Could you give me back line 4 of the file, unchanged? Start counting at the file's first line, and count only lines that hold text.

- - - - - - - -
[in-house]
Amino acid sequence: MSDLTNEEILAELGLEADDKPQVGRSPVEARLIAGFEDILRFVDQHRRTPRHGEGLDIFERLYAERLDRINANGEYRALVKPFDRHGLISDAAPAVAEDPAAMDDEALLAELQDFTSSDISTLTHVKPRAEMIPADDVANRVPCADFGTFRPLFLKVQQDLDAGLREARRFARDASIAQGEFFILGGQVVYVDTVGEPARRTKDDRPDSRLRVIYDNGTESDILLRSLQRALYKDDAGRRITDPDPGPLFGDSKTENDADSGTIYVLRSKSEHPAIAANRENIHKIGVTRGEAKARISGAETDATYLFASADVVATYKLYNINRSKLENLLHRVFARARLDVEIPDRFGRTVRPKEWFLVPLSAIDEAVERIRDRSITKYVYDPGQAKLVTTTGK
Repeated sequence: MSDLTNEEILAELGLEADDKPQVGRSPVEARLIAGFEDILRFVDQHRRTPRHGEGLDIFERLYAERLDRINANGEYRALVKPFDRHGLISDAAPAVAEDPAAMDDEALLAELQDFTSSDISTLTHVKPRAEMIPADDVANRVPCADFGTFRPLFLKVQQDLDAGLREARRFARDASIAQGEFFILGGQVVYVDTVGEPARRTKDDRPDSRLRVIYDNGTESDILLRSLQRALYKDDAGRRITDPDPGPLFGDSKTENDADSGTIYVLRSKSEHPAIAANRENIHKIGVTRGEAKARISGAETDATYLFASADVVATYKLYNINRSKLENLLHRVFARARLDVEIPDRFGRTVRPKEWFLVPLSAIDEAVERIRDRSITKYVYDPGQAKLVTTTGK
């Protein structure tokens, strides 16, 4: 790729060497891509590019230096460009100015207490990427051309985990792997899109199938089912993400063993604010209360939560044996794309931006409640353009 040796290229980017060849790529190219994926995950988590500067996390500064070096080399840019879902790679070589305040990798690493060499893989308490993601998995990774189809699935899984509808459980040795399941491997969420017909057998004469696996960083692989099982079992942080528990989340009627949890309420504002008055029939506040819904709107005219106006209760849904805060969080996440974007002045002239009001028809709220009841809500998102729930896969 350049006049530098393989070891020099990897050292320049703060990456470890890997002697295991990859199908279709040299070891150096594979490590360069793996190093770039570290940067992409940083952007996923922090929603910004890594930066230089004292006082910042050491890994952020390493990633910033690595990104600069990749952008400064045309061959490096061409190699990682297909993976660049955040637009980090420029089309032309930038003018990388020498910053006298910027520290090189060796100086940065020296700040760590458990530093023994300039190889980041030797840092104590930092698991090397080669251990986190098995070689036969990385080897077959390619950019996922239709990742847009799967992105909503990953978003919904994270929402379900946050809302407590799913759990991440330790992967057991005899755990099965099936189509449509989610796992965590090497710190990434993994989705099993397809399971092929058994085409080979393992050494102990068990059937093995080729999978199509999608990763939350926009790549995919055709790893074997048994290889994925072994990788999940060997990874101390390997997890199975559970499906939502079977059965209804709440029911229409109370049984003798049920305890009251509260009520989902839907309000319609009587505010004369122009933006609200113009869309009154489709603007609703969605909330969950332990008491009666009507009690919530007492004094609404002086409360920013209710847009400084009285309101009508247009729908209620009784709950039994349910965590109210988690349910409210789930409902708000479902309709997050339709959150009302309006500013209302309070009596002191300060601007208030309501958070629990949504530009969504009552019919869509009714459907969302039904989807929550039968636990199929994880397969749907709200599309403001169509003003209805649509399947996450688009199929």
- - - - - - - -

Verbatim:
């Protein structure tokens, strides 16, 4: 790729060497891509590019230096460009100015207490990427051309985990792997899109199938089912993400063993604010209360939560044996794309931006409640353009 040796290229980017060849790529190219994926995950988590500067996390500064070096080399840019879902790679070589305040990798690493060499893989308490993601998995990774189809699935899984509808459980040795399941491997969420017909057998004469696996960083692989099982079992942080528990989340009627949890309420504002008055029939506040819904709107005219106006209760849904805060969080996440974007002045002239009001028809709220009841809500998102729930896969 350049006049530098393989070891020099990897050292320049703060990456470890890997002697295991990859199908279709040299070891150096594979490590360069793996190093770039570290940067992409940083952007996923922090929603910004890594930066230089004292006082910042050491890994952020390493990633910033690595990104600069990749952008400064045309061959490096061409190699990682297909993976660049955040637009980090420029089309032309930038003018990388020498910053006298910027520290090189060796100086940065020296700040760590458990530093023994300039190889980041030797840092104590930092698991090397080669251990986190098995070689036969990385080897077959390619950019996922239709990742847009799967992105909503990953978003919904994270929402379900946050809302407590799913759990991440330790992967057991005899755990099965099936189509449509989610796992965590090497710190990434993994989705099993397809399971092929058994085409080979393992050494102990068990059937093995080729999978199509999608990763939350926009790549995919055709790893074997048994290889994925072994990788999940060997990874101390390997997890199975559970499906939502079977059965209804709440029911229409109370049984003798049920305890009251509260009520989902839907309000319609009587505010004369122009933006609200113009869309009154489709603007609703969605909330969950332990008491009666009507009690919530007492004094609404002086409360920013209710847009400084009285309101009508247009729908209620009784709950039994349910965590109210988690349910409210789930409902708000479902309709997050339709959150009302309006500013209302309070009596002191300060601007208030309501958070629990949504530009969504009552019919869509009714459907969302039904989807929550039968636990199929994880397969749907709200599309403001169509003003209805649509399947996450688009199929």